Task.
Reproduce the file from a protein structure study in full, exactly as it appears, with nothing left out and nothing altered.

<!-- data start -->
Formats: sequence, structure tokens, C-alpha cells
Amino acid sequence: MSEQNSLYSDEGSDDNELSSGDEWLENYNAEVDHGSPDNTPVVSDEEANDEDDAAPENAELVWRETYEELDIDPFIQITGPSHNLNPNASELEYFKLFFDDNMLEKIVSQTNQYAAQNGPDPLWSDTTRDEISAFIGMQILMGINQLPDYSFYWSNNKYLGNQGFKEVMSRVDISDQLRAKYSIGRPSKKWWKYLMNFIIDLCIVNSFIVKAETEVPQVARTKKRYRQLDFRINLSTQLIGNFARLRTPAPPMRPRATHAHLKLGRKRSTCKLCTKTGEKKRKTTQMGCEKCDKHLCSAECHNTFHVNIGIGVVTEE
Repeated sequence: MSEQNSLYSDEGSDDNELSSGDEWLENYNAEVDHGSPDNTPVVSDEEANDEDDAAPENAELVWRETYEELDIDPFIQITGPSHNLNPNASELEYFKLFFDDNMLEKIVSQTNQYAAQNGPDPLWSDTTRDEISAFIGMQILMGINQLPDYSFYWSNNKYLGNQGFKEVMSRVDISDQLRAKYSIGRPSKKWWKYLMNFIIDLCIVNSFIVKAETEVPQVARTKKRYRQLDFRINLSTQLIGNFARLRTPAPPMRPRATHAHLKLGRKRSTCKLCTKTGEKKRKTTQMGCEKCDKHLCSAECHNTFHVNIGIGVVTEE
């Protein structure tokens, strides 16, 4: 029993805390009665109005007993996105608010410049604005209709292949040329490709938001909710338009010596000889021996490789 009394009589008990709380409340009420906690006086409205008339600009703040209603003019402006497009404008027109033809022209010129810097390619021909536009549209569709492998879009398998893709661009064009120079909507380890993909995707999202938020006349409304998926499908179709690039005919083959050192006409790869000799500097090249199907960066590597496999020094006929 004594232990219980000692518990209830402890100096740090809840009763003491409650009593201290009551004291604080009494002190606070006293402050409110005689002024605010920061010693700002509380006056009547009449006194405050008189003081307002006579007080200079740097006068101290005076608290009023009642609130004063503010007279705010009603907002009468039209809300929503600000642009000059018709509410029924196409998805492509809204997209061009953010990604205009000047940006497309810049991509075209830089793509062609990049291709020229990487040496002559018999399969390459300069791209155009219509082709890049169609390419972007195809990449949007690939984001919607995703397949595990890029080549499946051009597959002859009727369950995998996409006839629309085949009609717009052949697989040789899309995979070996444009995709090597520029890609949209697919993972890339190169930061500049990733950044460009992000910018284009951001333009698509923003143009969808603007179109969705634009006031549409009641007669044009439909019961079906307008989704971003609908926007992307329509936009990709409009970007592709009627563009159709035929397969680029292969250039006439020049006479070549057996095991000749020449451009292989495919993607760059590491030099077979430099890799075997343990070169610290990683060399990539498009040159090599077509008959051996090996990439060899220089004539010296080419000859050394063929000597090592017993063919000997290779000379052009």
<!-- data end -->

Formats: sequence, structure tokens, C-alpha cells
Amino acid sequence: MSEQNSLYSDEGSDDNELSSGDEWLENYNAEVDHGSPDNTPVVSDEEANDEDDAAPENAELVWRETYEELDIDPFIQITGPSHNLNPNASELEYFKLFFDDNMLEKIVSQTNQYAAQNGPDPLWSDTTRDEISAFIGMQILMGINQLPDYSFYWSNNKYLGNQGFKEVMSRVDISDQLRAKYSIGRPSKKWWKYLMNFIIDLCIVNSFIVKAETEVPQVARTKKRYRQLDFRINLSTQLIGNFARLRTPAPPMRPRATHAHLKLGRKRSTCKLCTKTGEKKRKTTQMGCEKCDKHLCSAECHNTFHVNIGIGVVTEE
Repeated sequence: MSEQNSLYSDEGSDDNELSSGDEWLENYNAEVDHGSPDNTPVVSDEEANDEDDAAPENAELVWRETYEELDIDPFIQITGPSHNLNPNASELEYFKLFFDDNMLEKIVSQTNQYAAQNGPDPLWSDTTRDEISAFIGMQILMGINQLPDYSFYWSNNKYLGNQGFKEVMSRVDISDQLRAKYSIGRPSKKWWKYLMNFIIDLCIVNSFIVKAETEVPQVARTKKRYRQLDFRINLSTQLIGNFARLRTPAPPMRPRATHAHLKLGRKRSTCKLCTKTGEKKRKTTQMGCEKCDKHLCSAECHNTFHVNIGIGVVTEE
């Protein structure tokens, strides 16, 4: 029993805390009665109005007993996105608010410049604005209709292949040329490709938001909710338009010596000889021996490789 009394009589008990709380409340009420906690006086409205008339600009703040209603003019402006497009404008027109033809022209010129810097390619021909536009549209569709492998879009398998893709661009064009120079909507380890993909995707999202938020006349409304998926499908179709690039005919083959050192006409790869000799500097090249199907960066590597496999020094006929 004594232990219980000692518990209830402890100096740090809840009763003491409650009593201290009551004291604080009494002190606070006293402050409110005689002024605010920061010693700002509380006056009547009449006194405050008189003081307002006579007080200079740097006068101290005076608290009023009642609130004063503010007279705010009603907002009468039209809300929503600000642009000059018709509410029924196409998805492509809204997209061009953010990604205009000047940006497309810049991509075209830089793509062609990049291709020229990487040496002559018999399969390459300069791209155009219509082709890049169609390419972007195809990449949007690939984001919607995703397949595990890029080549499946051009597959002859009727369950995998996409006839629309085949009609717009052949697989040789899309995979070996444009995709090597520029890609949209697919993972890339190169930061500049990733950044460009992000910018284009951001333009698509923003143009969808603007179109969705634009006031549409009641007669044009439909019961079906307008989704971003609908926007992307329509936009990709409009970007592709009627563009159709035929397969680029292969250039006439020049006479070549057996095991000749020449451009292989495919993607760059590491030099077979430099890799075997343990070169610290990683060399990539498009040159090599077509008959051996090996990439060899220089004539010296080419000859050394063929000597090592017993063919000997290779000379052009």